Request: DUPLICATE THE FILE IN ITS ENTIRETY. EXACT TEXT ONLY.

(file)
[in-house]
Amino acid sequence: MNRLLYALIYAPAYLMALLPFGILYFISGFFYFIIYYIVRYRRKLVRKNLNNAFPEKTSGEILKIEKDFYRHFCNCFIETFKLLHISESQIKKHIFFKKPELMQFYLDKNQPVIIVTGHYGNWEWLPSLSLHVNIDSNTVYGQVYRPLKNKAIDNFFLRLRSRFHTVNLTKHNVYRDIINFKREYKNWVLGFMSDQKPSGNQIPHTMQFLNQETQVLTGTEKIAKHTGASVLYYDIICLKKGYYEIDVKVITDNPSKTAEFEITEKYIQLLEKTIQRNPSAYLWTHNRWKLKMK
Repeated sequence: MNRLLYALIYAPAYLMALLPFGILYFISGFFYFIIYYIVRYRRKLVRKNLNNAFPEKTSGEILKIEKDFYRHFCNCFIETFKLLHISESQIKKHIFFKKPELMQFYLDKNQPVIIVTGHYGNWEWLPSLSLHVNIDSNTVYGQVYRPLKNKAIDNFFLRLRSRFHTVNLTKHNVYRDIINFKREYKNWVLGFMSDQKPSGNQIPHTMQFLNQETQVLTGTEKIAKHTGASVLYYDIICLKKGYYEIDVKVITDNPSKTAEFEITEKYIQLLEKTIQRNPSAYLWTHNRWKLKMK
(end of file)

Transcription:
[in-house]
Amino acid sequence: MNRLLYALIYAPAYLMALLPFGILYFISGFFYFIIYYIVRYRRKLVRKNLNNAFPEKTSGEILKIEKDFYRHFCNCFIETFKLLHISESQIKKHIFFKKPELMQFYLDKNQPVIIVTGHYGNWEWLPSLSLHVNIDSNTVYGQVYRPLKNKAIDNFFLRLRSRFHTVNLTKHNVYRDIINFKREYKNWVLGFMSDQKPSGNQIPHTMQFLNQETQVLTGTEKIAKHTGASVLYYDIICLKKGYYEIDVKVITDNPSKTAEFEITEKYIQLLEKTIQRNPSAYLWTHNRWKLKMK
Repeated sequence: MNRLLYALIYAPAYLMALLPFGILYFISGFFYFIIYYIVRYRRKLVRKNLNNAFPEKTSGEILKIEKDFYRHFCNCFIETFKLLHISESQIKKHIFFKKPELMQFYLDKNQPVIIVTGHYGNWEWLPSLSLHVNIDSNTVYGQVYRPLKNKAIDNFFLRLRSRFHTVNLTKHNVYRDIINFKREYKNWVLGFMSDQKPSGNQIPHTMQFLNQETQVLTGTEKIAKHTGASVLYYDIICLKKGYYEIDVKVITDNPSKTAEFEITEKYIQLLEKTIQRNPSAYLWTHNRWKLKMK